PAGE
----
So what kind of experience is this unity and transcendence, then, and what is being experienced? Does it not point to a kind of relationship to Spirit that belies the certainty of both the "monofelists" and the "polyfelist" as Greer portrays them? Is it not possible that unity and transcendence are just as likely to be attributes of deity as any other attribute of power, personality or presence? Greer describes the "retreat to a ground-of-being definition of God" as the result of monotheists backing themselves into a corner, but in my personal, direct experiences of this kind, it is precisely the opposite: it is a moment in which a new kind of experience transcends and unites the multifaceted and varied nature of previous experiences of deity, without denying or replacing them.
(Another, specifically Christian example of such a phenomenon is the experience that "everyone is Christ." This does not mean that people do not have unique personalities, individual and autonomous wills, or conflicts of interest, and that we should instead paste the "Face of Jesus" on top of everyone's true face and ignore all differences. Instead, it means just the opposite: recognizing the sacred uniqueness of every being, including ourselves, and as a corollary, respecting that uniqueness and individuality as itself a manifestation of a common, deeply-rooted Spirit. This might seem, again, to be mere dissembling or, even worse, to be downright illogical. Yet I have had personal, direct experiences of "seeing Christ" in other people.)
If Greer claims to respect such experiences as essential, even foundational, to one's religious life, then I do not see how he can so easily dismiss them as mere doctrinal semantics. He may, of course, have polytheistic explanations for these experiences--or even go so far as to claim that these experiences are themselves essentially polytheistic--but to me, this is as underhanded a strategy under the guise of "open dialogue" as that of monotheists who claim there's no such thing as a true polytheist.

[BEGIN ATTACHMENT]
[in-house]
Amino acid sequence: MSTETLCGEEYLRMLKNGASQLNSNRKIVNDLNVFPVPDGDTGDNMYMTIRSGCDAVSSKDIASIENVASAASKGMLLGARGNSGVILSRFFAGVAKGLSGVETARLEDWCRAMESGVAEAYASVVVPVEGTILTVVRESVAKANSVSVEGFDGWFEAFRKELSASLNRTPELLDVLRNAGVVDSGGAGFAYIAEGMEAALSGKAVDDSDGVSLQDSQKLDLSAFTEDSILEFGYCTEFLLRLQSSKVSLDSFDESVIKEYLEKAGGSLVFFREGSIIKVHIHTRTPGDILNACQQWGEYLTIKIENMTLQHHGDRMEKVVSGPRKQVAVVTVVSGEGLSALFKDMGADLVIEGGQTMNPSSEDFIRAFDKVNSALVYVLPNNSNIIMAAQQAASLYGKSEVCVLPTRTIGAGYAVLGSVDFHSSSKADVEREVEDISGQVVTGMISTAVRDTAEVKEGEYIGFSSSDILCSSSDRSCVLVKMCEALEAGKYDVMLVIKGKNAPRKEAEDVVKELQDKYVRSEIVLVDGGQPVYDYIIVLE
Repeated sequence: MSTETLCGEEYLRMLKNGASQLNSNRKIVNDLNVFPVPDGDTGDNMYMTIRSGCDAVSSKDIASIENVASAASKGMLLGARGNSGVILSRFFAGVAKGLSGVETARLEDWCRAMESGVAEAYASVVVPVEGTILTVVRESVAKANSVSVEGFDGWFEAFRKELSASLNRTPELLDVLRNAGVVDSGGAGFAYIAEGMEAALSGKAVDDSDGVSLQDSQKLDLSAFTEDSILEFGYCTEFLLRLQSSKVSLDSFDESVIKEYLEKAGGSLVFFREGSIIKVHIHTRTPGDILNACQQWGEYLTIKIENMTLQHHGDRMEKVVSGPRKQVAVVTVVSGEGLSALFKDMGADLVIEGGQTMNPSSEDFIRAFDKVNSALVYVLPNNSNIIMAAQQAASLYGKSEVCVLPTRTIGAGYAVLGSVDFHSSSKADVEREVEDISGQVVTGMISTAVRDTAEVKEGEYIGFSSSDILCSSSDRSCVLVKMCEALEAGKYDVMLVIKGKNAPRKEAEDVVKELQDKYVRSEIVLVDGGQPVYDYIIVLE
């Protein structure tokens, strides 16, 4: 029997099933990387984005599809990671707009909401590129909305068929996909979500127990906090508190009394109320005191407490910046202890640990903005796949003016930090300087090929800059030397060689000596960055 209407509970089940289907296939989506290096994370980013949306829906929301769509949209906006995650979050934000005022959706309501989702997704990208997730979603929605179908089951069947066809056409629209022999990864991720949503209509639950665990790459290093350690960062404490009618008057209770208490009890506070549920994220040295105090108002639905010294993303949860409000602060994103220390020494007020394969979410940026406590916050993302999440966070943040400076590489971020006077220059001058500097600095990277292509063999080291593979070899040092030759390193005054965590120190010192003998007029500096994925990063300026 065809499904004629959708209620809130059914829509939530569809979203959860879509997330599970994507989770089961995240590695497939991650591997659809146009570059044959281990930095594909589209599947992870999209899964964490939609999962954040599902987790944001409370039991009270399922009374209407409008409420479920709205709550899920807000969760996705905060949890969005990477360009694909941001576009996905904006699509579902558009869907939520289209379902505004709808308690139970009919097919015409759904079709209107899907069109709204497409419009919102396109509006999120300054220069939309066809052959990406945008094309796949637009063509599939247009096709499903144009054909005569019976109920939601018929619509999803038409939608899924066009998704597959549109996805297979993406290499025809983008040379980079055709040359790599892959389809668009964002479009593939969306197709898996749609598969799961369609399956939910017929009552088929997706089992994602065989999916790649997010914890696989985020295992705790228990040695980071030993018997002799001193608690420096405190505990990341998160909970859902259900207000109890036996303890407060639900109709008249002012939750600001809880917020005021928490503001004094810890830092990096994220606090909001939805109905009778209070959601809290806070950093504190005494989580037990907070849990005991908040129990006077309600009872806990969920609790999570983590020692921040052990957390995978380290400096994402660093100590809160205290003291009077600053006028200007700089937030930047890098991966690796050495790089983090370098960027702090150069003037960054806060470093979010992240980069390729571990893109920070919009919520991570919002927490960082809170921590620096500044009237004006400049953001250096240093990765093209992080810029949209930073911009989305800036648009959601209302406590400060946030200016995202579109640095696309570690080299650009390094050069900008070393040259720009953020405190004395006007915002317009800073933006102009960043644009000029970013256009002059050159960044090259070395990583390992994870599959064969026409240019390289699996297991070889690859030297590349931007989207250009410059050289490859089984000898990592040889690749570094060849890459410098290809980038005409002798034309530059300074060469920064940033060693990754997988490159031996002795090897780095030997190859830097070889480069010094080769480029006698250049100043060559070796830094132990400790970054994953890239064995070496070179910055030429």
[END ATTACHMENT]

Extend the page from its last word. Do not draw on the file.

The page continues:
I find it amusing when Greer, towards the end of his book, accuses monotheists of digging their own graves, setting up the potential for disbelief in other gods so thoroughly that it was only a matter of time before their own deity came under fire as well. I have already written in this blog about my understanding of atheism as part of the process of the spiritual life, and I hold to my assertion that to challenge simplistic, overly-anthropomorphic views of Spirit is entirely healthy, even if one must tread dangerously close to utter nihilism or reductionist materialism. I am also reminded of several scholars of Christianity's early development, who note that, for polytheists of that time as well, monotheism was effectively a form of atheism, denying the existence of the gods and goddesses so poignantly loved and worshipped in polytheistic traditions. But then, according to most monotheists today, polytheism itself is a form of atheism in rejecting the underlying unity and coherence of the animating Spirit in favor of "disjointed" and fragmentary forms. Funny, that after millennia, we are all still wrestling around in Square One.
It seems clear to me that neither monotheists nor polytheists are atheists. especially now that, thanks to philosophical systems like materialism and humanism, we have such clear, self-proclaimed examples of what atheism and non-theism look like. Rather, monotheists and polytheists simply disagree about the definition of deity itself, what it should include and how it can be experienced by human beings. Any exploration of either view, in particular an exploration which seeks to compare one against the other, must recognize this most basic difference. Only then can we begin to approach these religious worldviews on their own terms, rather than in the terms of those imposed upon them from the outside.
And now, for your viewing pleasure
(because you stuck with me this far, dear reader),
I give you: